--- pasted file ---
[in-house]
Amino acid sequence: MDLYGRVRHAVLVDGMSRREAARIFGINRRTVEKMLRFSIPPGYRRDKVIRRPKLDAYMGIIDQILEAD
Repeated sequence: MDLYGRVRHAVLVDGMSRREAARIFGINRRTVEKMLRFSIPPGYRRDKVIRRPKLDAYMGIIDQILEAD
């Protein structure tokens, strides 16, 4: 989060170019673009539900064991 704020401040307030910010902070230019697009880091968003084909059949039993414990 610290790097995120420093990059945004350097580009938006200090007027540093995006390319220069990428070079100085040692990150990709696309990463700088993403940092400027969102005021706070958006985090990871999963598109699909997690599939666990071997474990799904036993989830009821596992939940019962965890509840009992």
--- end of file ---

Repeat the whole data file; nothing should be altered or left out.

[in-house]
Amino acid sequence: MDLYGRVRHAVLVDGMSRREAARIFGINRRTVEKMLRFSIPPGYRRDKVIRRPKLDAYMGIIDQILEAD
Repeated sequence: MDLYGRVRHAVLVDGMSRREAARIFGINRRTVEKMLRFSIPPGYRRDKVIRRPKLDAYMGIIDQILEAD
């Protein structure tokens, strides 16, 4: 989060170019673009539900064991 704020401040307030910010902070230019697009880091968003084909059949039993414990 610290790097995120420093990059945004350097580009938006200090007027540093995006390319220069990428070079100085040692990150990709696309990463700088993403940092400027969102005021706070958006985090990871999963598109699909997690599939666990071997474990799904036993989830009821596992939940019962965890509840009992």